Learning the ins and outs of Amazon FBM, Amazon FBA and Amazon SFP is as easy as ABC. Well, it gets a little deeper than that, but with help from RepricerExpress, you’ll learn which fulfillment method is the right one for you.
When you get started selling on Amazon, there are essentially three different Amazon fulfillment methods you can choose, each with their own benefits and drawbacks. Let’s take a look at what each entails and what their pros and cons are.
1. Amazon FBM – Pros and Cons
With Amazon FBM, you’re responsible for the entire fulfillment process. This can be very beneficial or very onerous, depending on what you sell and your personality as a seller.
- You get entire control over inventory storage and the fulfillment process, which means you can lower your costs significantly if you’re good at finding deals.
- You’ll also pay lower fees to Amazon because you’re in charge of everything.
- If you’re selling on more channels or places than just Amazon, being in charge of fulfillment makes it much easier to stock items and keep track of inventory.
- How you package items is entirely up to you, so you can get really creative with this and further cement your brand imaging.
- Because you have limited involvement with Amazon, your products won’t be Prime-eligible. It’ll also be much harder to compete for a Buy Box. Not impossible, but very difficult.
- Be careful of how you present shipping costs. The best method is to work it into the product price and advertise free shipping, but that’s not always possible. If not, present your buyer with several shipping options and costs.
- You run the risk of buyers being turned off by longer delivery times unless you make addressing that a priority with whatever fulfillment method you choose.
Check out what repricing strategies you can use within RepricerExpress for your FBM and FBA listing.
2. Amazon FBA – Pros and Cons
The Amazon FBA fulfillment method is when you arrange for products to go to an Amazon fulfillment centre and the Amazon staff take over from there. They’ll take care of everything, from storing your items for any length of time to picking them for orders and delivering them to buyers. This kind of worry-free, hands-off service can be fantastic, but it’s not without its costs.
- Being Prime-eligible opens you to more buyers and sales, as shoppers love the next-day or two-day delivery guarantee.
- It becomes much easier to compete for the Buy Box.
- You don’t have to worry about how to store items, keep them organised, develop a picking and packaging system, and negotiate with delivery companies to send out products.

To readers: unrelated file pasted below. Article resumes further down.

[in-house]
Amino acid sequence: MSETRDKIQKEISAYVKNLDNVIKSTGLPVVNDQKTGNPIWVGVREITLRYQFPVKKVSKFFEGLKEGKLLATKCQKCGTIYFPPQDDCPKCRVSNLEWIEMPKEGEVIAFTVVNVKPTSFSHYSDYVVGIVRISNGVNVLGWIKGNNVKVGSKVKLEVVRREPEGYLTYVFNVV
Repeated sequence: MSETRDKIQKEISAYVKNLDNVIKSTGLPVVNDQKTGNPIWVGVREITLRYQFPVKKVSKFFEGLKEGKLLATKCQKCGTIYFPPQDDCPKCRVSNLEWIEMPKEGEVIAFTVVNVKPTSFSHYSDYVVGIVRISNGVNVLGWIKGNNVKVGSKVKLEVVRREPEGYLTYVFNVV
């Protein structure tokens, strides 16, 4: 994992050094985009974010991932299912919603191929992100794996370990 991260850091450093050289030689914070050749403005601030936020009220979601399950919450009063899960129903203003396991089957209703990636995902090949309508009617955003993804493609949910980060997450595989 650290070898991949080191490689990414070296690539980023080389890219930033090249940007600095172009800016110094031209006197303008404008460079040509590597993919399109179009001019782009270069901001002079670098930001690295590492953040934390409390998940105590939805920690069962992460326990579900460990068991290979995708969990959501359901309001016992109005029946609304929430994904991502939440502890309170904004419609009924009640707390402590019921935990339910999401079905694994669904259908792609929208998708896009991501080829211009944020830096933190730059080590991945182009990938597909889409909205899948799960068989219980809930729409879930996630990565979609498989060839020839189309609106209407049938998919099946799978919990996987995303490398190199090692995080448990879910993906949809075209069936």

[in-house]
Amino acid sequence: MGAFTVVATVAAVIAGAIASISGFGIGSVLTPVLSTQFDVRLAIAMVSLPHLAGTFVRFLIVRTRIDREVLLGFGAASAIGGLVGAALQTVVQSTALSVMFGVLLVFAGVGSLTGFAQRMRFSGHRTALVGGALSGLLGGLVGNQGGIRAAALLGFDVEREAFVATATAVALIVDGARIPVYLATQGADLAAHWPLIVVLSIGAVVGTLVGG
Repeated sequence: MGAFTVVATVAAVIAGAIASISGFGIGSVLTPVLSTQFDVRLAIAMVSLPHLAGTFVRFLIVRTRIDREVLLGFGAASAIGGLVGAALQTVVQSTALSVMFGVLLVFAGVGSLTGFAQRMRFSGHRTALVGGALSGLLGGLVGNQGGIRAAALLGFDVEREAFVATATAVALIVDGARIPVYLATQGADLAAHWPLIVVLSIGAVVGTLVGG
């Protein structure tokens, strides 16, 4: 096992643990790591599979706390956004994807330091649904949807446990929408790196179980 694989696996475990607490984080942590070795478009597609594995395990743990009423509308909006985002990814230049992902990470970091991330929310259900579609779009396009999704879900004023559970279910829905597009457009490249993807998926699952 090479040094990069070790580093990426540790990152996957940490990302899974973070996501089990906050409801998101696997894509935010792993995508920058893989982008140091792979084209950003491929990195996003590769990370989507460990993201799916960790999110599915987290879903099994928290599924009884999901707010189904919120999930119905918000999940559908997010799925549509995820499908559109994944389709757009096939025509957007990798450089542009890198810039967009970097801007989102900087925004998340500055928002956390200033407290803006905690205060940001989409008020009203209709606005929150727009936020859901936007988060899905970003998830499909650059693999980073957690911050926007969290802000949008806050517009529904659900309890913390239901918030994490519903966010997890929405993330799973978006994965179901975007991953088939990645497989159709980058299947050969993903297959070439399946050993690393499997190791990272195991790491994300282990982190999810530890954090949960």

- Customer service and returns are also handled by Amazon, too, so you can devote that time to something else when starting to sell online.
- You’re automatically eligible to use FBA in Canada, the United States, Europe and Japan, but you can use FBA to ship internationally, too. You can even use FBA on non-Amazon orders.
- This fantastic, hands-off, worry-free service does come with a cost, as you’ll have to pay fees to cover fulfillment (the cost that covers picking, packing, shipping, packaging and processing returns) and monthly storage (be careful of long-term storage fees). This could become an issue if you sell big, heavy or slow-moving items.
- While you’re required to keep track of your inventory and top it up, you don’t actually have any control in how it’s stored, picked, packed and sent out.
Learn more about how Amazon FBA works.
3. Amazon SFP – Pros and Cons
If you qualify for Amazon Seller Fulfilled Prime, then you enter into a trial period where you can store your items in your own warehouse (that meets with certain criteria), then deliver them with the Prime badge and two-day guarantee, using shipping labels from approved carriers.
- You get access to Prime shoppers, which enables you to reach more sales with guaranteed delivery and compete better for the Buy Box.
- Because you can use your own warehouse, you get full control over inventory, delivery, packaging and packaging inserts. This means you get to save more on the fees you pay to Amazon, too.
- If you’re looking to attract more buyers and sales, taking advantage of Amazon’s Lightning Deals is an option with SFP.
- While Amazon will handle post-order customer service, they won’t handle returns. You’ll also be on the hook for those charges — and it might take a bit of time to get reimbursed from Amazon, if that applies.
- You get to choose your own warehouse, yes, but the costs of renting space are entirely on your shoulders.
- The same goes with maintaining FBA-level service. Guaranteeing delivery in two days isn’t always the easiest thing, especially if you’re a one-person show.
- SFP isn’t available in all countries, so you’re limited to the United States, the United Kingdom, Germany and France.
Learn How to Ship Using Amazon Merchant Fulfilled
In the video below, top Amazon seller, Kev Blackburn shares his step-by-step demo of how to sell merchant fulfilled on Amazon.
You will learn the following:
- How to add a product FBM on Amazon?
- How to convert to FBM from FBA?
- How to buy shipping?
- How to process an order?
Sellers who deal with slow-moving items, shipments in multiple boxes, highly personalised or customised items, or without strong industry and logistics know-how would be best-suited for FBM.
For sellers who deal with multi-channel retailers; items that are personalised, customised, perishable, seasonal or require traceability; or have strong industry and logistics knowledge, SFP would be a great choice. And for sellers who list items that are small, light, fast-moving and relatively low-priced, FBA could be their top choice.